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  Posted by: pblanc on Nov-04-12 7:46 AM (EST)
 

-- Last Updated: Nov-04-12 7:47 AM EST --

Although downriver racers and a very few whitewater paddlers use bent shaft paddles, the vast majority of whitewater boaters use straight shaft paddles with a T grip. Bow draws, cross draws, and J strokes can all be done fairly well with a bent shaft, but stern pries and stern draws are awkward unless you palm roll the paddle. And you don't want to be palm rolling the paddle in whitewater of any significance.

The low brace works with a bent shaft paddle as long as one is bracing on the power face, but you can't smoothly transition from a forward stroke, stern pry, or J stroke to a low brace or reverse sweeping low brace without palm rolling the grip (awkward to do with a T grip) and palm rolling requires you to relax your grip on the paddle with both hands, increasing the likelihood of having it knocked out of your hands when you need it most.

Straight shaft paddles are nearly always at least a couple of inches longer (in both overall length and shaft length) than bent shaft paddles used by the same person.

Furthermore, straight shaft paddles used on whitewater are often a little bit longer that straight shaft paddles used on flat water. Part of this is due to the fact that whitewater boats are nearly always deeper than flat water boats. Furthermore, the kneeling position used by whitewater paddlers might put their torso a touch higher than a sitting flat water paddler. In paddling whitewater I often have my shaft hand a bit higher relative to the water than I do paddling flat water as this makes it less likely to jam your hand between the side of the hull and a rock. To do this and avoid choking up on the paddle (which would reduce the power of the stroke) requires a little longer paddle shaft.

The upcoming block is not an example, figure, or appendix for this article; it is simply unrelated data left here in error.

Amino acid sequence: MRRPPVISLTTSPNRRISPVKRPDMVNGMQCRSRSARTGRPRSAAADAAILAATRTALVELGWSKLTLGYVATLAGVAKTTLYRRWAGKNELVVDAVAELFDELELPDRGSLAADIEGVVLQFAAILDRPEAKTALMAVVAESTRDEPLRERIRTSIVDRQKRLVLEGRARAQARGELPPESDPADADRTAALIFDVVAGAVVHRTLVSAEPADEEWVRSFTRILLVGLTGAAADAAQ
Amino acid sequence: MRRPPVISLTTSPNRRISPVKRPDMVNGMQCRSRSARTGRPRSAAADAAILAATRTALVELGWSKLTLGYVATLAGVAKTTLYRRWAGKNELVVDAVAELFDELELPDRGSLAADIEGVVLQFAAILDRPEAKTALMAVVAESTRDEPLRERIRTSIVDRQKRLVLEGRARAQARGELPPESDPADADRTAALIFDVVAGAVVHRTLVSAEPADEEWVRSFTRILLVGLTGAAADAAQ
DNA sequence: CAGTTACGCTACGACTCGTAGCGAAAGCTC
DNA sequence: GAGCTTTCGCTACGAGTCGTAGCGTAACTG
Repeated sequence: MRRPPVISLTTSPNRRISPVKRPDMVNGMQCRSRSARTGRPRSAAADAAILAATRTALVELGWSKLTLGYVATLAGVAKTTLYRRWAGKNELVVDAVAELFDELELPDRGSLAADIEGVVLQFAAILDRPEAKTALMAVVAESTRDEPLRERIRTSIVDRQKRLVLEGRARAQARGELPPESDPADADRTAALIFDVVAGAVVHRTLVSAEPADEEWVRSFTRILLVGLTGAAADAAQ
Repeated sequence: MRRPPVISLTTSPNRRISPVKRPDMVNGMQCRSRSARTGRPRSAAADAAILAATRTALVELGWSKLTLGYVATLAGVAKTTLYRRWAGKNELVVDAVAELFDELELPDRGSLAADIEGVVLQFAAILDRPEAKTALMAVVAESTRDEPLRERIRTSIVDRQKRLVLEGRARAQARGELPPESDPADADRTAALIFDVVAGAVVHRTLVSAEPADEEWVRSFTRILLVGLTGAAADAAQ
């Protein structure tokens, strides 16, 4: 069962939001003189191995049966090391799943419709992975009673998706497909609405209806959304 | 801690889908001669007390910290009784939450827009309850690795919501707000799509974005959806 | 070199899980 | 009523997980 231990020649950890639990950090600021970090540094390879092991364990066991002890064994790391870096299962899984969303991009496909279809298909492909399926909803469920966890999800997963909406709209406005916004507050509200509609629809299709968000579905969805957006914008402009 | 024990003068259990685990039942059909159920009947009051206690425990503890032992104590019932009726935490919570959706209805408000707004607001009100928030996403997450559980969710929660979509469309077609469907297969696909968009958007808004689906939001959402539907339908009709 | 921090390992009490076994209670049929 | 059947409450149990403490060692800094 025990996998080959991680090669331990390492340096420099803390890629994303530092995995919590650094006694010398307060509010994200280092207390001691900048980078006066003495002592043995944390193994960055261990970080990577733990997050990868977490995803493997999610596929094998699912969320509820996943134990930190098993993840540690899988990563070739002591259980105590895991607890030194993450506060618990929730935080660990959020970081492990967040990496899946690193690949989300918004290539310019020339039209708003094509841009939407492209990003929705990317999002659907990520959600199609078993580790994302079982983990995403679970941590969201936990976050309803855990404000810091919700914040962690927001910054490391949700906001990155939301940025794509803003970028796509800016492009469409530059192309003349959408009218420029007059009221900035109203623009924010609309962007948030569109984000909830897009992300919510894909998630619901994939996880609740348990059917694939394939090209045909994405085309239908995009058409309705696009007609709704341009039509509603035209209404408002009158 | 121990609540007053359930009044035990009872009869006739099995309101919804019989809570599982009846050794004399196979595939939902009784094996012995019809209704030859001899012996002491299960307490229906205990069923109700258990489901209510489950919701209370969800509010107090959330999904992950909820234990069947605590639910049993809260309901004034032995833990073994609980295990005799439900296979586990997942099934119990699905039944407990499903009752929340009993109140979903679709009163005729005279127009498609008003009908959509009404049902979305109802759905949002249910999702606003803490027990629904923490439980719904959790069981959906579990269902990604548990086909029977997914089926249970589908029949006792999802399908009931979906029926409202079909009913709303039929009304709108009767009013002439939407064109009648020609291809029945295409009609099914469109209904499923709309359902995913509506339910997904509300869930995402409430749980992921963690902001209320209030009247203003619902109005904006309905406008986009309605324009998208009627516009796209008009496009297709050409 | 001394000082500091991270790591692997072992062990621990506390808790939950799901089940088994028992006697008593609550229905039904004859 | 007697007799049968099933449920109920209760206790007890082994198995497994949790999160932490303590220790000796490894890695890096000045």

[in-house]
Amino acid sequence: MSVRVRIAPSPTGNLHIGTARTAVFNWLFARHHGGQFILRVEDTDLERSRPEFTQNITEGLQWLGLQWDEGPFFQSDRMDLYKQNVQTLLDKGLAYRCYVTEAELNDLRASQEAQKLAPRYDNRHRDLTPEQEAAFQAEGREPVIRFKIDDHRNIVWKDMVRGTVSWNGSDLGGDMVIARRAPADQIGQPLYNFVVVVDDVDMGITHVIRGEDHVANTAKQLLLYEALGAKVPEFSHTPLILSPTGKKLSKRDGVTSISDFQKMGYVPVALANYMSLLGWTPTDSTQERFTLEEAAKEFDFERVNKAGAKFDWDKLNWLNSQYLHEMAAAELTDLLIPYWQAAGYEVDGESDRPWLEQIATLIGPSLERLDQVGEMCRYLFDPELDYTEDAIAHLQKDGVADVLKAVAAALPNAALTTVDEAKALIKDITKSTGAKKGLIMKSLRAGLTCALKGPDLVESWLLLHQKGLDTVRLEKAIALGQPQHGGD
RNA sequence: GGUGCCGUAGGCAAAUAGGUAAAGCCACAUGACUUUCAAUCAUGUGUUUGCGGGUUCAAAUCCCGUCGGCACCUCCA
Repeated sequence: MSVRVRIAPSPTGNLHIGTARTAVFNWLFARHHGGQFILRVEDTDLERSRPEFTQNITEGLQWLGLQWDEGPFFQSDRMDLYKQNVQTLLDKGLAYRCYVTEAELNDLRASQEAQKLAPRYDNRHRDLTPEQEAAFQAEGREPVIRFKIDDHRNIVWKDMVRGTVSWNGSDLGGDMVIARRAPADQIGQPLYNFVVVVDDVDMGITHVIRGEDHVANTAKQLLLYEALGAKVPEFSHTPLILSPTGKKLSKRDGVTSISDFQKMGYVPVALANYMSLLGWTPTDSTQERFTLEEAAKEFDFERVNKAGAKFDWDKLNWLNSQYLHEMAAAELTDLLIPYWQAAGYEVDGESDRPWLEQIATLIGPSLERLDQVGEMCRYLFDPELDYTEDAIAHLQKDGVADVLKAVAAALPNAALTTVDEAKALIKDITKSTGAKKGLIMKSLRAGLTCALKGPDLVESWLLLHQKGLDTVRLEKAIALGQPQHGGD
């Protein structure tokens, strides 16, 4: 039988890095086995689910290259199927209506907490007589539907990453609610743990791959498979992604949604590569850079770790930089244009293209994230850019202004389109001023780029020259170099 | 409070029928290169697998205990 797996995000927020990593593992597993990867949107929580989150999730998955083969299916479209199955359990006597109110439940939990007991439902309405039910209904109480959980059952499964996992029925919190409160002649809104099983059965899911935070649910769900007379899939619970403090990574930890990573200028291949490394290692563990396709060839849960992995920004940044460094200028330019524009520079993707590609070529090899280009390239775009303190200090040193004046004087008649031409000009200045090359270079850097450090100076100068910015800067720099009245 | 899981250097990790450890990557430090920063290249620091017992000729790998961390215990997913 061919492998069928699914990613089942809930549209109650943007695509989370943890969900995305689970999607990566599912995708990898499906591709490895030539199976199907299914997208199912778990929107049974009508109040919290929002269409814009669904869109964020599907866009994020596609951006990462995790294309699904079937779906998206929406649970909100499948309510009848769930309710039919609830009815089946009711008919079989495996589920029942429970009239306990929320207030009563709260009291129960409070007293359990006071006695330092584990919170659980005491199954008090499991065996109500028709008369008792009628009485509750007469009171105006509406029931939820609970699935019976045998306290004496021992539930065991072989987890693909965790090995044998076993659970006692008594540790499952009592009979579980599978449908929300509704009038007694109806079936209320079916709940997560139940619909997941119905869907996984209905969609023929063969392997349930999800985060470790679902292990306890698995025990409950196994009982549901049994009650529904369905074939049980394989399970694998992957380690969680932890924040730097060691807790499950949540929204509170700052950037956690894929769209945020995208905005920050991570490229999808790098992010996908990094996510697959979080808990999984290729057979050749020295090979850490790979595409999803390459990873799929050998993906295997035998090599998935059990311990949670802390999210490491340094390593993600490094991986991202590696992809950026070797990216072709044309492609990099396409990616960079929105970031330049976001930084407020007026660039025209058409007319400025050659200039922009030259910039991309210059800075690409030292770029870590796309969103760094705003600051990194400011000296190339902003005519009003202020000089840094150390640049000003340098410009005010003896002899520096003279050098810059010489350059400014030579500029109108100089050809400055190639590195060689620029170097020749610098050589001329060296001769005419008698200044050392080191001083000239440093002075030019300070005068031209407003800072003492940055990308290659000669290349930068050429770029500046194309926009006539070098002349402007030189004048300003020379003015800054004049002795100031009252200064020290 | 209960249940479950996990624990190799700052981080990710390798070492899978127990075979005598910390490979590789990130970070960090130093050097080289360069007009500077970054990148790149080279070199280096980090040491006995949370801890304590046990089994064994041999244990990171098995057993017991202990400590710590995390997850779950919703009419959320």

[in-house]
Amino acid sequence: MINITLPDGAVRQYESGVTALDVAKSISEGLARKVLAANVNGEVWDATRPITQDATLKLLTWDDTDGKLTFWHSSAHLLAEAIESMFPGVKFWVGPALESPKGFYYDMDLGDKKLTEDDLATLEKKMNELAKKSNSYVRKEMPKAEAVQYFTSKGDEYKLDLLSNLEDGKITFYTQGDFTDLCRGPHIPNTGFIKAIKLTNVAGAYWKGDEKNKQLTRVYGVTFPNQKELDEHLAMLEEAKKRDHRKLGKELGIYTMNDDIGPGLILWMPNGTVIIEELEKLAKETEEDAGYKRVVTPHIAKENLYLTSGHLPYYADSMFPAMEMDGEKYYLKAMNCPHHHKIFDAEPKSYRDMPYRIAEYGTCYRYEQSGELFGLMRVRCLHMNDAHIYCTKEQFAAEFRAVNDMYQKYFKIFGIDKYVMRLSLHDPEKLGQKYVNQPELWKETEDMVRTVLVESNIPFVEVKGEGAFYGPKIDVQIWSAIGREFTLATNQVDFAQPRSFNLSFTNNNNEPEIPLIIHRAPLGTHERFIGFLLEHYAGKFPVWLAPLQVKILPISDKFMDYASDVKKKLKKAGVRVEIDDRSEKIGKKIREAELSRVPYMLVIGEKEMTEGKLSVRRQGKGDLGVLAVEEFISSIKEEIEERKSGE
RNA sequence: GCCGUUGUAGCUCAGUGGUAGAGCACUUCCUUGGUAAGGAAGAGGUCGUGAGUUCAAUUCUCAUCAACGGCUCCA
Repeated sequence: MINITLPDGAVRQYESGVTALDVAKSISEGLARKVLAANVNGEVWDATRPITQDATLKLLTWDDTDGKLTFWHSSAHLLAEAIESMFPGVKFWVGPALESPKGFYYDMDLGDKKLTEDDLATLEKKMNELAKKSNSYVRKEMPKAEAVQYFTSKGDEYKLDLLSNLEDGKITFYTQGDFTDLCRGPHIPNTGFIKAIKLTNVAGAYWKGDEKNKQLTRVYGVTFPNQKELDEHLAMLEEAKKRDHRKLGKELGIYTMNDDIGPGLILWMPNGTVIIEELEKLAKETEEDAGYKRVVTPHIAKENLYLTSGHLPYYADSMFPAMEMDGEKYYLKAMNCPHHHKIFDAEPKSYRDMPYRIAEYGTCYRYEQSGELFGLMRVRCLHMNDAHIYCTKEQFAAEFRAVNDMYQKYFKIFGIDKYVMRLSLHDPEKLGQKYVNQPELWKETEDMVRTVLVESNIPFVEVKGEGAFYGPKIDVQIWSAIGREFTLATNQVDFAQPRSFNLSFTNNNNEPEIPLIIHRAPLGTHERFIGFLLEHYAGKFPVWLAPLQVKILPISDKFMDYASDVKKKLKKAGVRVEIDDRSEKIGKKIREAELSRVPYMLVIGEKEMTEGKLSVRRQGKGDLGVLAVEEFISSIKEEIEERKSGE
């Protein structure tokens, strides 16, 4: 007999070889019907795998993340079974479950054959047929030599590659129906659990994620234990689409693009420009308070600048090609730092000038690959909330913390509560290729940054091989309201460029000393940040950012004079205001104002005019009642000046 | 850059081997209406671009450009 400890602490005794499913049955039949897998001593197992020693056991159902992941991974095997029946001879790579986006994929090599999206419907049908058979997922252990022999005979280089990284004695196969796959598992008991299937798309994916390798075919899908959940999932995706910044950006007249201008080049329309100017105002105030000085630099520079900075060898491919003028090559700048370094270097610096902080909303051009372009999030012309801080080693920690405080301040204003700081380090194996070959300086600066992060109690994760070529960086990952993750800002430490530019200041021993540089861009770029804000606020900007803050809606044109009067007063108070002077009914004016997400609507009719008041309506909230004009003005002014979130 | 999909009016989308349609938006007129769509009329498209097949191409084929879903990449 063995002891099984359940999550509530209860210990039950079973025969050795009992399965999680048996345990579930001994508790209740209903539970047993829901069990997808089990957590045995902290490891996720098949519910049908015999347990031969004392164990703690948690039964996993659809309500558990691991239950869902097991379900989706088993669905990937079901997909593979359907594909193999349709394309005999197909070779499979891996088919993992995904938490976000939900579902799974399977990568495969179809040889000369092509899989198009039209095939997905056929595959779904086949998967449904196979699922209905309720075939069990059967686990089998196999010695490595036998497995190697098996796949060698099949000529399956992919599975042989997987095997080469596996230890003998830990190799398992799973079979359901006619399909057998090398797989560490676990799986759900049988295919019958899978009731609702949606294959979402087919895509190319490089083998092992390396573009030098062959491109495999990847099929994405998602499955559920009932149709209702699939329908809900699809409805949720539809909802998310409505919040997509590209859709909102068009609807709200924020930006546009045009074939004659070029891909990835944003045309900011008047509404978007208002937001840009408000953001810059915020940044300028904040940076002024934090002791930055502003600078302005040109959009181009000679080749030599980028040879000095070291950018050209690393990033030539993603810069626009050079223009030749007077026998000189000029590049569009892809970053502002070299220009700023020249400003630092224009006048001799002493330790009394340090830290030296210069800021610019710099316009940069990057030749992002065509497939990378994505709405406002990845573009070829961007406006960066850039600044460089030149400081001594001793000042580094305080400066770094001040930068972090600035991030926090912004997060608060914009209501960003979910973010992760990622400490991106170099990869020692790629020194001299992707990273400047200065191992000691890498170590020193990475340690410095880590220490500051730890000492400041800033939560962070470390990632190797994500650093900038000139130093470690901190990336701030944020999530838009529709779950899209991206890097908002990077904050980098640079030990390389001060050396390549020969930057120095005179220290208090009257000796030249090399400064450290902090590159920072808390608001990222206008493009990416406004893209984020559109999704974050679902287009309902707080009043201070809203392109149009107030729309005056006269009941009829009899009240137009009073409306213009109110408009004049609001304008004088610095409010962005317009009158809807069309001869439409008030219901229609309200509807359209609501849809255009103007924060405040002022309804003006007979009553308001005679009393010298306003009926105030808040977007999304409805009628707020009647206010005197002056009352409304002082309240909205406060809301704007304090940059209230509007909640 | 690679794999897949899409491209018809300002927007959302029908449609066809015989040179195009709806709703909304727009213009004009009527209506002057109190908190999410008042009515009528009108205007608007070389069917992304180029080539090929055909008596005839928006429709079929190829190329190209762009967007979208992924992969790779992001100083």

As an example I am about 5' 11" and use bent shaft paddles with an overall length anywhere from 48" to 53" in overall length. For straight shaft paddles in flat water I might use a paddle 54-56" in length but my whitewater paddles are all 56-59" in length.

A common recommendation for sizing flat water paddles is to use a paddle that places the grip hand at about shoulder height when taking a forward stroke with a good vertical shaft angle and the blade just fully immersed. A common recommendation for whitewater paddle sizing is to use a shaft length that puts the top of the T grip at eye or forehead level.


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